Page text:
I really love living in Texas. The fact that I can forage year-round, even in the dead of winter, makes me so happy. And I've been taking advantage whenever I can. In some ways, the stark landscape makes foraging easier, with no tree leaves to block the view.
I realized I hadn't done a "What's in Season?" post in quite a while, and I also thought that everyone might be curious about mid-winter foraging, especially if you live in the Southern US. So this is kind of a combo post. It's focused on what foraging you can find in Texas in mid-winter, but generally the same plants apply for early spring up in the Northeast and Midwest.
10 Edible plants & mushrooms in Texas mid-winter
1. Purple deadnettlePurple deadnettle, or Lamium purpureum, is a common, easy-to-identify, member of the mint family. Like all mints, it's an edible, flavorful, herb. But, it doesn't taste minty, not all mints do. Did you know that basil is a mint? Well it is, and so is oregano, sage, rosemary and more, including deadnettle. Deadnettle is named for its passing resemblance to nettles, the unrelated Urtica genus. Deadnettles LOOK like stinging nettles, with similar heart-shaped leaves, but they don't actually sting. They also have very different flowers, that look a bit like snapdragons and come in pink or purple.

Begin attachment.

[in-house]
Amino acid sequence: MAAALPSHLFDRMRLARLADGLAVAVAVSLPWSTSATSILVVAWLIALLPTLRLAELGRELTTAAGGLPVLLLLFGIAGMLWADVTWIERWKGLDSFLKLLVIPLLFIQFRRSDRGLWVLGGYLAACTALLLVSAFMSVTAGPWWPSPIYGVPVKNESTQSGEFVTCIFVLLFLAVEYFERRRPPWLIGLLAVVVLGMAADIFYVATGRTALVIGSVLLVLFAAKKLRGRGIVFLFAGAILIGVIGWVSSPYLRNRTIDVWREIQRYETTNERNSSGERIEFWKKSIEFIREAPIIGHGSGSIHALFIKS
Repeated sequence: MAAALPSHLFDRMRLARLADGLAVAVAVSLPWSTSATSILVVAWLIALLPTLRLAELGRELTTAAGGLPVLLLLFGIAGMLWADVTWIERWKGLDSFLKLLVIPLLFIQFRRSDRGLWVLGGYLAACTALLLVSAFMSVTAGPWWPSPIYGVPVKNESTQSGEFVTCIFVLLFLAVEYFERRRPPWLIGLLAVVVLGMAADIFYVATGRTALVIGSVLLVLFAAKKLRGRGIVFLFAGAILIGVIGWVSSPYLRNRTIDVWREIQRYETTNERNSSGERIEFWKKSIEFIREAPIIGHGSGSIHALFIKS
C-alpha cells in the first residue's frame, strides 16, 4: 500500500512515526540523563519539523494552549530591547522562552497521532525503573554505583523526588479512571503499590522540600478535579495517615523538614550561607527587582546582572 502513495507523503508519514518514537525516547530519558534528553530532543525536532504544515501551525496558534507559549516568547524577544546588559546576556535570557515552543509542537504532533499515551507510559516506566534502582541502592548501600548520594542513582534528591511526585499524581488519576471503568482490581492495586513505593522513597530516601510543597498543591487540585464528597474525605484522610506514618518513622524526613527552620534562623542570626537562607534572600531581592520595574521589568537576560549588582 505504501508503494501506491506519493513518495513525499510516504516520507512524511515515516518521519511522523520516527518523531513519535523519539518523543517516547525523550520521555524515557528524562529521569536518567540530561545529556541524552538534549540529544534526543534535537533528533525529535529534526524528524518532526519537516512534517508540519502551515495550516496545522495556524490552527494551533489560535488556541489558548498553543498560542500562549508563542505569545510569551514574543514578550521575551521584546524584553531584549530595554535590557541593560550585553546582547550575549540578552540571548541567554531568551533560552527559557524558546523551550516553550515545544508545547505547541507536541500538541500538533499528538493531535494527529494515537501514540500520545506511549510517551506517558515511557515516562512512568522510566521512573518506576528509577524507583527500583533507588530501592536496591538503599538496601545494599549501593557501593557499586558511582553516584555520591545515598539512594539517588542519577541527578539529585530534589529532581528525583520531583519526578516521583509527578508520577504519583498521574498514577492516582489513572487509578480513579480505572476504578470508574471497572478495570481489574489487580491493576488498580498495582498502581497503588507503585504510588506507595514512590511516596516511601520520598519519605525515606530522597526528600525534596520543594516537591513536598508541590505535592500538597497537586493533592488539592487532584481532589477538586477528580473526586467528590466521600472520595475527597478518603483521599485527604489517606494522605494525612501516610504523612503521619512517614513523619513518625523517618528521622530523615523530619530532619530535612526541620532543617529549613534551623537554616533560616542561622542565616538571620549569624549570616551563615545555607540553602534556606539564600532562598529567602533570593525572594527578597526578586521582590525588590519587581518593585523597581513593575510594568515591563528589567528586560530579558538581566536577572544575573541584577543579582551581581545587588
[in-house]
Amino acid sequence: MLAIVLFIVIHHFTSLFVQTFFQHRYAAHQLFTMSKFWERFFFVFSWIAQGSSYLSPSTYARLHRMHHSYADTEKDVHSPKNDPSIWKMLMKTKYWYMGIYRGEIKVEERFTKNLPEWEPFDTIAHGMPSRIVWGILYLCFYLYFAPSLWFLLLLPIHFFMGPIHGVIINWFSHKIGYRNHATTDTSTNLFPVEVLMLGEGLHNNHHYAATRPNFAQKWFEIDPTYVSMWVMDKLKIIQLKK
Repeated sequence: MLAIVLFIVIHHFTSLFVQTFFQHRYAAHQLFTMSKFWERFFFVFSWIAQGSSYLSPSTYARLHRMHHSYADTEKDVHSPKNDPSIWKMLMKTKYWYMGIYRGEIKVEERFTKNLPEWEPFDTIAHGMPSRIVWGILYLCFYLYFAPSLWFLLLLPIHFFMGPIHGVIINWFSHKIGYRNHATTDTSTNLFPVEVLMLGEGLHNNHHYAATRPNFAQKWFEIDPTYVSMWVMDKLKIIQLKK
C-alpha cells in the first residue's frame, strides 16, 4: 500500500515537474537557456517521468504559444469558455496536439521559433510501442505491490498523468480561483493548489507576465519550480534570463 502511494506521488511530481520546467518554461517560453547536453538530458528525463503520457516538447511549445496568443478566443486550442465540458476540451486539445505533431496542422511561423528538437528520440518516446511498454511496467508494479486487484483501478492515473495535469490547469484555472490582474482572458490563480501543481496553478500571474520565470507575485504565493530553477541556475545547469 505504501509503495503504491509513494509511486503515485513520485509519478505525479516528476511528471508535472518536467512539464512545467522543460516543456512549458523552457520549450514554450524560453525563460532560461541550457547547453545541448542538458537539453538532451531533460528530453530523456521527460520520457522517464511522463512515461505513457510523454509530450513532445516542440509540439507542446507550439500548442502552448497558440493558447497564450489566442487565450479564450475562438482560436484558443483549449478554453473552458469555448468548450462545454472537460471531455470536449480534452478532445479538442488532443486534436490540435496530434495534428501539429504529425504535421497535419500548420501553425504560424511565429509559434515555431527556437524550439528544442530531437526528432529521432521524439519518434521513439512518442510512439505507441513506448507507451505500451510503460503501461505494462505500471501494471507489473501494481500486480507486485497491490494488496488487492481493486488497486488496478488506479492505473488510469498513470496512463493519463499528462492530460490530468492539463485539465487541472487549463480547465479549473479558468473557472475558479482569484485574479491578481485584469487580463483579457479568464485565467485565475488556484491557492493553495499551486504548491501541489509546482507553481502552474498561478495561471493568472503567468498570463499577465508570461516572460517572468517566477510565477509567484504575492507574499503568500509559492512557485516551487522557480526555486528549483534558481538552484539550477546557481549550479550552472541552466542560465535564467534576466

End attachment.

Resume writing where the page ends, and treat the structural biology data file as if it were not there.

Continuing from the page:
Deadnettle can be eaten raw, though I prefer it cooked, as it has a bit of hair on the stems and leaves. It's very herby, and slightly bitter. Use it like baby kale!